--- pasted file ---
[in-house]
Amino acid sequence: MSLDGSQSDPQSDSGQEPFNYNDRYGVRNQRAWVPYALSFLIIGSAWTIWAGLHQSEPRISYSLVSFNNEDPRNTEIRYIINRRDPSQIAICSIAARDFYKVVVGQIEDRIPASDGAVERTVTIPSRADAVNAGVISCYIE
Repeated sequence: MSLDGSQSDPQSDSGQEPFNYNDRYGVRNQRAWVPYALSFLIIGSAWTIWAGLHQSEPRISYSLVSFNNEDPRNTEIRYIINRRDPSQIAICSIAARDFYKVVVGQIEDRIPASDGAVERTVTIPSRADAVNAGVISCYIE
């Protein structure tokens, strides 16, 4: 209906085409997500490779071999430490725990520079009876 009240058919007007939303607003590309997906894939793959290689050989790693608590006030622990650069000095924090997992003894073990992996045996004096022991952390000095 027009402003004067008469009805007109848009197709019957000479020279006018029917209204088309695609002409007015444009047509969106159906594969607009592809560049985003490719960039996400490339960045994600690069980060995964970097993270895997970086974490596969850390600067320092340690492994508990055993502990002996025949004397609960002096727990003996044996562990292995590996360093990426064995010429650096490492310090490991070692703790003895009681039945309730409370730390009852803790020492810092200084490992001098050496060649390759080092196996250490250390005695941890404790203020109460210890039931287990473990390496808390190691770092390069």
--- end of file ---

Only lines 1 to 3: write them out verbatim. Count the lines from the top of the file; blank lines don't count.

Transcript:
[in-house]
Amino acid sequence: MSLDGSQSDPQSDSGQEPFNYNDRYGVRNQRAWVPYALSFLIIGSAWTIWAGLHQSEPRISYSLVSFNNEDPRNTEIRYIINRRDPSQIAICSIAARDFYKVVVGQIEDRIPASDGAVERTVTIPSRADAVNAGVISCYIE
Repeated sequence: MSLDGSQSDPQSDSGQEPFNYNDRYGVRNQRAWVPYALSFLIIGSAWTIWAGLHQSEPRISYSLVSFNNEDPRNTEIRYIINRRDPSQIAICSIAARDFYKVVVGQIEDRIPASDGAVERTVTIPSRADAVNAGVISCYIE